It looks like we've lost another one. The weird and unusual Chile Darwin's frog (Rhinoderma rufum), whose tadpoles grew inside the vocal sacs of adult males, appears to be extinct: a four-year quest failed to turn up any evidence that the species still exists. The frogs were last seen in 1980.
As you might guess from its name, the Chile Darwin's frog was discovered by naturalist Charles Darwin while he was traveling through South America in 1834. More than a century later scientists reclassified the mouth-brooding frogs—the only ones with this unique reproductive strategy—into two species, including the now-lost species that was native to northern Chile. The more simply named Darwin's frog (R. darwinii) still exists farther south in ever-shrinking regions of Chile and Argentina.
Claudio Soto-Azat, a biologist with Andrs Bello University in Santiago, Chile, led a team of Chilean and British researchers to find out how the two Rhinoderma species fared. They first studied 2,244 museum specimens along with the accounts of where they were originally collected to develop historical distribution maps for the two species. They then set out into the wild, searching 223 sites for the frogs. The northern R. rufum species never revealed itself. They found R. darwinii frogs at just 36 fragmented southern locations, each with an average population size of just 33.2 frogs. Their research was published June 12 in PLoS One.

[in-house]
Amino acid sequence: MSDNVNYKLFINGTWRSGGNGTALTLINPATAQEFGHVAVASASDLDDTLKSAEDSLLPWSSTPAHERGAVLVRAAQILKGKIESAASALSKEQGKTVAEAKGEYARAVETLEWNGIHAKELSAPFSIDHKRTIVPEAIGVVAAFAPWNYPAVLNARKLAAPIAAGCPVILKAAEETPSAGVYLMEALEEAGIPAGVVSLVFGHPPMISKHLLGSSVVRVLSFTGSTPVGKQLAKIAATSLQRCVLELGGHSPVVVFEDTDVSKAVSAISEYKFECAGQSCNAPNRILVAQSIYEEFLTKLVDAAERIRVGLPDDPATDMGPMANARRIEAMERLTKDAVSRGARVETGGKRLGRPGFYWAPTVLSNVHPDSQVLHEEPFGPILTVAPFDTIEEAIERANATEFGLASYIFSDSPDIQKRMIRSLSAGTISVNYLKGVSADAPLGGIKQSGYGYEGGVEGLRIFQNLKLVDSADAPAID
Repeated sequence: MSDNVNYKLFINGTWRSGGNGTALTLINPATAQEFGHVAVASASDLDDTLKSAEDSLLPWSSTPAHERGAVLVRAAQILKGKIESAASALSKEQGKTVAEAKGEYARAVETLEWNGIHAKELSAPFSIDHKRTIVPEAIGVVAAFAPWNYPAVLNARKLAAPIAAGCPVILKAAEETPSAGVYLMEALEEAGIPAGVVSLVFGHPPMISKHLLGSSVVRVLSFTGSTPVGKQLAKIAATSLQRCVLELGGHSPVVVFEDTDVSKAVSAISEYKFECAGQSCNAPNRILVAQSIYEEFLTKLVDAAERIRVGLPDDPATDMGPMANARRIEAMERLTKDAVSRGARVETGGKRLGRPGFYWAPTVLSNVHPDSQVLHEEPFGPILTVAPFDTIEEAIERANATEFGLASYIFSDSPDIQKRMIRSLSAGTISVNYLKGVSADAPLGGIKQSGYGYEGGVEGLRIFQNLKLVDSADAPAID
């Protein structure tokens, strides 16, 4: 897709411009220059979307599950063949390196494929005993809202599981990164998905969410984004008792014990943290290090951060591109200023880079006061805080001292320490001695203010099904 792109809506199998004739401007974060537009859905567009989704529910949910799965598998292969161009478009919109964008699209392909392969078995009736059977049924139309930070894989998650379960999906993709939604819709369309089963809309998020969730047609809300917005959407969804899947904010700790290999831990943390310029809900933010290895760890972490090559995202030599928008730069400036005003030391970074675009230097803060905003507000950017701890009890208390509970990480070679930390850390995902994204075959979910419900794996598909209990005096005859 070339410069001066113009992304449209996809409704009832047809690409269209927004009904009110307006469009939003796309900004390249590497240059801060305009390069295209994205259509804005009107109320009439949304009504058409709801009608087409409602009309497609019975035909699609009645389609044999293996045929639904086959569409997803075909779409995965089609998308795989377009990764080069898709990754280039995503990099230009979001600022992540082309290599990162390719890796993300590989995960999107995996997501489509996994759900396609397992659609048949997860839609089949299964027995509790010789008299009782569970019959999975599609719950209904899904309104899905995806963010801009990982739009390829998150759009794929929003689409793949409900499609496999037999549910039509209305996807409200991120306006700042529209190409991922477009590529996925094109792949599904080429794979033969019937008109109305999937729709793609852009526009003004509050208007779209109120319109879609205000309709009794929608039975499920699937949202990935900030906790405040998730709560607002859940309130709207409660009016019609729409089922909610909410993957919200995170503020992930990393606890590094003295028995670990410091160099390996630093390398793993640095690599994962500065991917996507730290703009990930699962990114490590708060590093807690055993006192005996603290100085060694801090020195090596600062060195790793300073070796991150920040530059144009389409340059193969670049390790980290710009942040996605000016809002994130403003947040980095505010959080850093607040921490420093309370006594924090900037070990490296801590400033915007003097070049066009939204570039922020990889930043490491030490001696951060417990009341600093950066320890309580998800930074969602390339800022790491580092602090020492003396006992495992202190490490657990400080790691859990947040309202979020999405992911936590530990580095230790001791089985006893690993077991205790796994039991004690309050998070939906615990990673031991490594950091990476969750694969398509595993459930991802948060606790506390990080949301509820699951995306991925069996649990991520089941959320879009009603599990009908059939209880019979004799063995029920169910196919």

The researchers now recommend that the southern species be reclassified as "endangered" from its current status of "vulnerable." As for the Chile Darwin's frog, the researchers say the lack of evidence suggests the species is extinct, but they haven't completely given up hope. Although most of the frog's historic range has either been destroyed or thoroughly searched, the species could still exist in some forgotten corner of northern Chile, the scientists say. They recommend the species be reclassified from "critically endangered" to "critically endangered (possibly extinct)." The authors suggest that this change could help focus attention on the need to conserve the remaining Darwin's frog species, which still faces a range of threats, including deforestation, invasive species and possibly the chytrid fungus, which has been driving amphibians into extinction around the globe.
The researchers suggest keeping a close eye on the southern Darwin's frog, warning that if its population continues to decline, it may qualify for "critically endangered" status in a few years. Let's hope it doesn't come to that.
Photo: Two southern Darwin's frogs captured in 2009 and 2011, via PLoS One
Previously in Extinction Countdown: